Today, lawmakers re-introduced a controversial cybersecurity bill to the House. Representatives Mike Rogers and Dutch Ruppersberger said it is “identical” to the bill known as the Cyber Intelligence Sharing and Protection Act, or CISPA, which passed the House in 2012, but came under criticism from privacy rights and civil liberties groups and failed to advance in the Senate.  During his state of the Union address, President Obama urged lawmakers to act on cybersecurity, highlighting what he called the growing threat to the US.

“We know hackers steal people’s identities and infiltrate private e­mail.  We know foreign countries and companies swipe our corporate secrets.  Now our enemies are also seeking the ability to sabotage our power grid, our financial institutions, and our air traffic control systems.”

Last year US military commanders acknowledged using cyberattacks abroad and the military wants to add thousands of personnel to its US cyber command.  We’re joined now by Mark M Jaycox, policy analyst with the Electronic Frontier Foundation.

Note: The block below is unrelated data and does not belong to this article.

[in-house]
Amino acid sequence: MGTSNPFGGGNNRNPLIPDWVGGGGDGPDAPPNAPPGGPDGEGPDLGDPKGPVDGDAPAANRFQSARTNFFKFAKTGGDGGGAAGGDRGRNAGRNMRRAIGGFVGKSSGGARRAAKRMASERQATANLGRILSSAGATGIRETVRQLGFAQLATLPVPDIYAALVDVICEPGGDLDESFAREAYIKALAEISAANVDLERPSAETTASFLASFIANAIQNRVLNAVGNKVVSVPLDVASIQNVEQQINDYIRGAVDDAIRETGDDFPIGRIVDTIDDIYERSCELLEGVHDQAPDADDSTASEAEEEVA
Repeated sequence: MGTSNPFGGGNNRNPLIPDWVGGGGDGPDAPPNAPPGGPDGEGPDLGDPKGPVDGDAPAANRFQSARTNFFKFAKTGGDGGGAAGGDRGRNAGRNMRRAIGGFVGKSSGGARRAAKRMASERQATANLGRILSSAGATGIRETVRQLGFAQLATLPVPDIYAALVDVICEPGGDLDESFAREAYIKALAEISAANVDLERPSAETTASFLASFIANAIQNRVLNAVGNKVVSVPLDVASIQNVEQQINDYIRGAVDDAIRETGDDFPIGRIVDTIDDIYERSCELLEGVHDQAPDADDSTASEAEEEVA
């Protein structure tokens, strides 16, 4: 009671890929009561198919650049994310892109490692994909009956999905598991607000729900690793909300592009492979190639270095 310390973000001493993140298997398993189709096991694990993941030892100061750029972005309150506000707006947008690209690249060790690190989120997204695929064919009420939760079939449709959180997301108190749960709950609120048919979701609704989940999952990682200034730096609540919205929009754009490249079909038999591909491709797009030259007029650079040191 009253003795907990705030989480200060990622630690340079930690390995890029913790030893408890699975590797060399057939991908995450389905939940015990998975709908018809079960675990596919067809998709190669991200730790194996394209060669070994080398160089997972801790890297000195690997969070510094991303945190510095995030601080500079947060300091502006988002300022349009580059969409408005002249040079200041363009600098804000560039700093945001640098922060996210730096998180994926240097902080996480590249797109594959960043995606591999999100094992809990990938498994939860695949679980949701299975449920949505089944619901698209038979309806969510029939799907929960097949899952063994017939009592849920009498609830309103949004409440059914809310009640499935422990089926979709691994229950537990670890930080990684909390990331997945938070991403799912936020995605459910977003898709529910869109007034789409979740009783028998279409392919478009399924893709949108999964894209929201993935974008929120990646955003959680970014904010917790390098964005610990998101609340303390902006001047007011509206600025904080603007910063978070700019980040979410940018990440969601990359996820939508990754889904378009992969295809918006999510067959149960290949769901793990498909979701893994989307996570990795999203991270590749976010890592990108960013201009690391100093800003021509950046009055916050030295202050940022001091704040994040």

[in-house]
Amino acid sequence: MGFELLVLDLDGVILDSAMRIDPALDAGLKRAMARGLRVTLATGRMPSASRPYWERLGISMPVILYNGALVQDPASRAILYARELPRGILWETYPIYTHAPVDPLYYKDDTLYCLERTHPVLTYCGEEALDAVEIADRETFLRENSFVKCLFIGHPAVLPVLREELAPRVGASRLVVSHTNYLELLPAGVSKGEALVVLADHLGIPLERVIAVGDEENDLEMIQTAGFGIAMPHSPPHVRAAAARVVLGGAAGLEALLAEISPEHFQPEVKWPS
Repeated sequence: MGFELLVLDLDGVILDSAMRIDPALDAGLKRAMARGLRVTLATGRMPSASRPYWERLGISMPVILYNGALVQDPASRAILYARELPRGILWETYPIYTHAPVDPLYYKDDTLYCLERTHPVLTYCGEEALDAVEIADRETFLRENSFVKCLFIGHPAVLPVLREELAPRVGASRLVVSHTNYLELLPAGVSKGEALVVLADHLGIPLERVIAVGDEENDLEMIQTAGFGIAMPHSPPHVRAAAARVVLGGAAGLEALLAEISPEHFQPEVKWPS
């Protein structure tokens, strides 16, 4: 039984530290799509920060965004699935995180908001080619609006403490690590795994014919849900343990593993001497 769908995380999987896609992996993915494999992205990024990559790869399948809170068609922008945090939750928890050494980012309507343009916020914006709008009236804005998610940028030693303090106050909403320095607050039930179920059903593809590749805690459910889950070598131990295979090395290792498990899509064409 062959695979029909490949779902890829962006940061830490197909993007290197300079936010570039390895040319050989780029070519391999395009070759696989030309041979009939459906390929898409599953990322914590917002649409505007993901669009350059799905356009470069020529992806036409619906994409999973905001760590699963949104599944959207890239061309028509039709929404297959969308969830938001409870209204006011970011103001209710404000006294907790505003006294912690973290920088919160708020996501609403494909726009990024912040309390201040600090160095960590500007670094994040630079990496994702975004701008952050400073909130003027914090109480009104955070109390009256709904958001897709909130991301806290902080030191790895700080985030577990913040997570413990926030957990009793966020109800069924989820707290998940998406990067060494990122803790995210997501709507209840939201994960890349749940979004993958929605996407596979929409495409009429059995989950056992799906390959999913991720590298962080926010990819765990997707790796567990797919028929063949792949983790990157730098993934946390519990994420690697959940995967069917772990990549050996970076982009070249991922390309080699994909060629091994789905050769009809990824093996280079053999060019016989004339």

Treasury Secretary nominee Jack Lew faces questions on hedge fund investment, offshore tax haven

As the President continues to chart a course for his second term, his cabinet is still taking shape. While lawmakers easily confirmed John Kerry as Secretary of State, other nominees are facing stiffer resistance, including former Nebraska Senator Chuck Hagel, the nominee to lead the Pentagon. He was approved by the Senate Armed Services Committee Tuesday in a 14-11 party-line vote. But Republicans have vowed to continue challenging Hagel, a Republican himself, by delaying a vote in the full Senate.  Senators questioned another Cabinet nominee, Treasury Secretary candidate Jack Lew, at a Senate Finance Committee hearing today. Lew served as Obama’s Chief of Staff and director of the Office of Management and Budget under both Obama and Bill Clinton. He also worked in the corporate world. At Citigroup, a recipient of the taxpayer funded bank bailout, he oversaw a hedge fund investment division that profited off betting on risky mortgages. Lew testified that he didn’t have a hand in making the risky bets himself.